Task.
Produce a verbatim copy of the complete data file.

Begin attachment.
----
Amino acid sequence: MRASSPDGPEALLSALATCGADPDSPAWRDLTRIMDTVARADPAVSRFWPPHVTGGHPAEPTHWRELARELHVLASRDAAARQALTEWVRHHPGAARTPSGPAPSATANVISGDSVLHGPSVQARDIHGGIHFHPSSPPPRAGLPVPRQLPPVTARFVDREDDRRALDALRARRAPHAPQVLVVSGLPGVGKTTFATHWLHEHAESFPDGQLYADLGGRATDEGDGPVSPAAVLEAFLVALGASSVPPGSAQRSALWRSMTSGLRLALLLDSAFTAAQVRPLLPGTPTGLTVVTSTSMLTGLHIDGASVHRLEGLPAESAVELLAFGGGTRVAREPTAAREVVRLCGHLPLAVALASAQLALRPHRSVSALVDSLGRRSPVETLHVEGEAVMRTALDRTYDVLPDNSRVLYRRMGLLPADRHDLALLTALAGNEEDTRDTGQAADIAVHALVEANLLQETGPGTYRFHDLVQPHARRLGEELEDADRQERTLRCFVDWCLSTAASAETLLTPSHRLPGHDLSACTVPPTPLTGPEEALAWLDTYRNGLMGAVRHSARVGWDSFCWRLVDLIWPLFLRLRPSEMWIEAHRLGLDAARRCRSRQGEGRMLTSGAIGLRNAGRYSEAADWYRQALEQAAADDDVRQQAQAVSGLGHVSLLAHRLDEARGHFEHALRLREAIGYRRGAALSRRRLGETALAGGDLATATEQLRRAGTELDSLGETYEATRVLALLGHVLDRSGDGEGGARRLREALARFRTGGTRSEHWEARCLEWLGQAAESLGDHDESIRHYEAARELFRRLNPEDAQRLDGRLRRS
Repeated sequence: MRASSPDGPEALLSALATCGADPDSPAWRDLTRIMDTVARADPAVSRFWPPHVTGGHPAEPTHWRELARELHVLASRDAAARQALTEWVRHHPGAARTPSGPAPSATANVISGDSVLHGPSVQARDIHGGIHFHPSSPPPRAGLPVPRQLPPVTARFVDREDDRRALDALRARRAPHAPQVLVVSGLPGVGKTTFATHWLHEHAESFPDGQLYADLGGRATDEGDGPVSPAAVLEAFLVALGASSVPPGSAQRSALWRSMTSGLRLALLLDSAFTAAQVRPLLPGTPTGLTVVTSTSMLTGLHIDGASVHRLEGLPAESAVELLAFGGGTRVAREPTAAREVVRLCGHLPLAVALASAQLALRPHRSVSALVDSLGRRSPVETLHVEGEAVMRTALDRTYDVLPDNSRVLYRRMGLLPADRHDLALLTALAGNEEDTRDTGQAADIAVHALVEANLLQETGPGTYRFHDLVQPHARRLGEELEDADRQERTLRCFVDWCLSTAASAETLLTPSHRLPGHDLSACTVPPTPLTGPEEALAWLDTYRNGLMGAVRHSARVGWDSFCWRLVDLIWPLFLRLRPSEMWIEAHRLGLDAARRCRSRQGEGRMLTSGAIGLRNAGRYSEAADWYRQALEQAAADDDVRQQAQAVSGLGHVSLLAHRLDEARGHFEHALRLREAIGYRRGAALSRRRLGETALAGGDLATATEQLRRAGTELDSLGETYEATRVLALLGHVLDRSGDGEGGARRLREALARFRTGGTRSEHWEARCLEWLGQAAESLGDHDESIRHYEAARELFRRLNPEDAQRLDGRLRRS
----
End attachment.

Amino acid sequence: MRASSPDGPEALLSALATCGADPDSPAWRDLTRIMDTVARADPAVSRFWPPHVTGGHPAEPTHWRELARELHVLASRDAAARQALTEWVRHHPGAARTPSGPAPSATANVISGDSVLHGPSVQARDIHGGIHFHPSSPPPRAGLPVPRQLPPVTARFVDREDDRRALDALRARRAPHAPQVLVVSGLPGVGKTTFATHWLHEHAESFPDGQLYADLGGRATDEGDGPVSPAAVLEAFLVALGASSVPPGSAQRSALWRSMTSGLRLALLLDSAFTAAQVRPLLPGTPTGLTVVTSTSMLTGLHIDGASVHRLEGLPAESAVELLAFGGGTRVAREPTAAREVVRLCGHLPLAVALASAQLALRPHRSVSALVDSLGRRSPVETLHVEGEAVMRTALDRTYDVLPDNSRVLYRRMGLLPADRHDLALLTALAGNEEDTRDTGQAADIAVHALVEANLLQETGPGTYRFHDLVQPHARRLGEELEDADRQERTLRCFVDWCLSTAASAETLLTPSHRLPGHDLSACTVPPTPLTGPEEALAWLDTYRNGLMGAVRHSARVGWDSFCWRLVDLIWPLFLRLRPSEMWIEAHRLGLDAARRCRSRQGEGRMLTSGAIGLRNAGRYSEAADWYRQALEQAAADDDVRQQAQAVSGLGHVSLLAHRLDEARGHFEHALRLREAIGYRRGAALSRRRLGETALAGGDLATATEQLRRAGTELDSLGETYEATRVLALLGHVLDRSGDGEGGARRLREALARFRTGGTRSEHWEARCLEWLGQAAESLGDHDESIRHYEAARELFRRLNPEDAQRLDGRLRRS
Repeated sequence: MRASSPDGPEALLSALATCGADPDSPAWRDLTRIMDTVARADPAVSRFWPPHVTGGHPAEPTHWRELARELHVLASRDAAARQALTEWVRHHPGAARTPSGPAPSATANVISGDSVLHGPSVQARDIHGGIHFHPSSPPPRAGLPVPRQLPPVTARFVDREDDRRALDALRARRAPHAPQVLVVSGLPGVGKTTFATHWLHEHAESFPDGQLYADLGGRATDEGDGPVSPAAVLEAFLVALGASSVPPGSAQRSALWRSMTSGLRLALLLDSAFTAAQVRPLLPGTPTGLTVVTSTSMLTGLHIDGASVHRLEGLPAESAVELLAFGGGTRVAREPTAAREVVRLCGHLPLAVALASAQLALRPHRSVSALVDSLGRRSPVETLHVEGEAVMRTALDRTYDVLPDNSRVLYRRMGLLPADRHDLALLTALAGNEEDTRDTGQAADIAVHALVEANLLQETGPGTYRFHDLVQPHARRLGEELEDADRQERTLRCFVDWCLSTAASAETLLTPSHRLPGHDLSACTVPPTPLTGPEEALAWLDTYRNGLMGAVRHSARVGWDSFCWRLVDLIWPLFLRLRPSEMWIEAHRLGLDAARRCRSRQGEGRMLTSGAIGLRNAGRYSEAADWYRQALEQAAADDDVRQQAQAVSGLGHVSLLAHRLDEARGHFEHALRLREAIGYRRGAALSRRRLGETALAGGDLATATEQLRRAGTELDSLGETYEATRVLALLGHVLDRSGDGEGGARRLREALARFRTGGTRSEHWEARCLEWLGQAAESLGDHDESIRHYEAARELFRRLNPEDAQRLDGRLRRS